Luckily the map itself is a thing of beauty, alive with rippling grass, criss-crossing caravans, and Viking longships harassing the coast. It’s jarring to return from Warhammer to the ageing Attila engine, true, but Creative Assembly have made it look pretty damn good regardless. And if you’re worried that Thrones of Britannia might lack the scope of previous Total War games such as Rome or Attila, which took in whole continents, then be assured that it’s sufficiently huge.
In fact, the British Isles in this game is 23 times the size of the British Isles featured in Total War: Attila, and for UK players there’s the added thrill of battling through humble and familiar towns like Saint Albans and Dunbar. Although, in a lovely touch, all of the places have been given their historical names, so London is Lunden, Manchester is Mameceaster and Leeds is Loidis. The cutscenes also have a suitably historical feel, rendered like pages straight out of the Anglo-Saxon Chronicle.
I particularly liked the factions menu, with its illustrated manuscript-style family portraits and detailed information about your lineage and retinue. It’s particularly useful as a place to find out who may be about to stab you in the back and make a grab for the throne – any nobles who end up with more influence than the regent need to be taken down a peg or two, and there are several fun ‘intrigue’ options which range from bad-mouthing them to full-on assassination. And it’s not just nobles you have to keep an eye on: your conquered territories are liable to be a bit rowdy and could rise up in civil war at any moment (as my initial Alfred found out to his cost). Luckily, just like in real life, you can quieten them down by building taverns and churches.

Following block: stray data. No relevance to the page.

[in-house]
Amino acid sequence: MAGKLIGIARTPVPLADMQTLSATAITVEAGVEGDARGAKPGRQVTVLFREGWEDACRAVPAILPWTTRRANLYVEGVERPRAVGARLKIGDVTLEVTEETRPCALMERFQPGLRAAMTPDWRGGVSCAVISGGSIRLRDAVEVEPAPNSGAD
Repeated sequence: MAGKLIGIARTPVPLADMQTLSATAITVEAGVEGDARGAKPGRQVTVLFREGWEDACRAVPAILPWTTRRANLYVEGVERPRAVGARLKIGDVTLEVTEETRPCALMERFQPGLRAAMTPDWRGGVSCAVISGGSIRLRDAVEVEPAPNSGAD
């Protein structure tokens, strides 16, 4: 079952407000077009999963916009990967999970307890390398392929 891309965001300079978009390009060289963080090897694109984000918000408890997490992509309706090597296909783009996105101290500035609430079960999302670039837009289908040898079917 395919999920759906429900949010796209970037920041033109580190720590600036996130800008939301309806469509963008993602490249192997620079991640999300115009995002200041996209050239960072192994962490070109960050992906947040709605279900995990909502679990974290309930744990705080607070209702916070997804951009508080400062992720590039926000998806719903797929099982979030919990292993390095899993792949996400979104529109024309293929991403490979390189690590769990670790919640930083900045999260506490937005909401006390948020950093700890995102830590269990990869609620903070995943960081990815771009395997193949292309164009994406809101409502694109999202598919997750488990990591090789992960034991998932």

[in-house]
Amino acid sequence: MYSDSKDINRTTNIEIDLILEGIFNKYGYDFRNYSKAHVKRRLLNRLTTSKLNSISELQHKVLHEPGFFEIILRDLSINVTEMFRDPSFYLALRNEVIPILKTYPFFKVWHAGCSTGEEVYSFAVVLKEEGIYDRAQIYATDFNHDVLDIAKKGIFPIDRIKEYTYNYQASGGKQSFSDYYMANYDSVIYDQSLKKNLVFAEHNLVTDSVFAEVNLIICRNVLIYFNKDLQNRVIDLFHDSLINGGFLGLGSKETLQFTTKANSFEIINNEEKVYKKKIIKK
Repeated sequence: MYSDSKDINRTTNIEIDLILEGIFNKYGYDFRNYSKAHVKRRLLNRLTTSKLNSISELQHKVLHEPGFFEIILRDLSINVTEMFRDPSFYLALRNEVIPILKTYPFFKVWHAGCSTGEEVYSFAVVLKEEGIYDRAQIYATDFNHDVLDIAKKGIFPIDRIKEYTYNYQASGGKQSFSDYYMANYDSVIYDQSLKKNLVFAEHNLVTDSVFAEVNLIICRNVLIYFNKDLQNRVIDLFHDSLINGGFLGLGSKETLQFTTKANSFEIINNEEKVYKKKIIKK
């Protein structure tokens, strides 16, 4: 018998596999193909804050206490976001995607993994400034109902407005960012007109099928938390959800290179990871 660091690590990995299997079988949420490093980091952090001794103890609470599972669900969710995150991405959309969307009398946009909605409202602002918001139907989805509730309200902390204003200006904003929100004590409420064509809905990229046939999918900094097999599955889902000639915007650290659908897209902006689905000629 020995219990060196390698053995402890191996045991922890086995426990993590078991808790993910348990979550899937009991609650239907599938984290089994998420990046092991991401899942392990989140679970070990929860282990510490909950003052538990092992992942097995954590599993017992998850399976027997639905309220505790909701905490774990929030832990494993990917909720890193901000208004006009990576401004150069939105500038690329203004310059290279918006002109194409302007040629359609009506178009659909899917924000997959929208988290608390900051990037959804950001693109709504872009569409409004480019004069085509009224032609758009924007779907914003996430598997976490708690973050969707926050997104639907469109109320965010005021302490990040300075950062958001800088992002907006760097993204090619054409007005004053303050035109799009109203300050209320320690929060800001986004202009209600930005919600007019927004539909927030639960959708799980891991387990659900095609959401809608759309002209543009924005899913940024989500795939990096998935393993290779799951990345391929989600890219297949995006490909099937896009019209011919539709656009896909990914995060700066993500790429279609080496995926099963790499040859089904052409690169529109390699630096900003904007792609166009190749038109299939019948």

The diplomacy options are pretty good fun, too. There’s a remarkable sense of satisfaction to be gained from building alliances and stoking resentment, teaming up with certain factions against others and eventually dominating smaller groups to the point where you can turn them into vassal states. In fact the whole thing is just enormous fun – I found whole hours just disappeared as I pored over the map and watched my empire grow, all soundtracked by some genuinely lovely period music. I’d usually play a strategy game like this with my own soundtrack blasting from the speakers, but those haunting pipes and drums were just too good to turn off.
It helps that the game regularly provides missions – these usually involve capturing certain territories or towns, and offer a sense of direction. Having said that, you also have constant goals for a Short Victory (if you want a shorter campaign) and Long Victory, either of which can be achieved three ways: through gaining fame, conquering settlements, or controlling provinces. And if you achieve a Long Victory, there’s always the Ultimate Victory, which sees you fighting off a huge foreign invasion.
The various factions really give a different feel to each playthrough, so there’s huge scope for replayability here. The Gwined faction is well-poised for a fame victory thanks to its unique Bard building chain, whereas the Viking Sea Kings get to go on expeditions to faraway lands and are perfectly equipped for terror-inducing raids on coastal towns.
Total War: Thrones of Britannia PC review
The fact that I can’t wait to go back and play through the game again with each faction gives you an indication of just how moreish Thrones of Britannia is. Plus, I need to do right by Alfred and ensure that this time his destiny ends with him securing England’s future rather than face down in the dirt of Kent.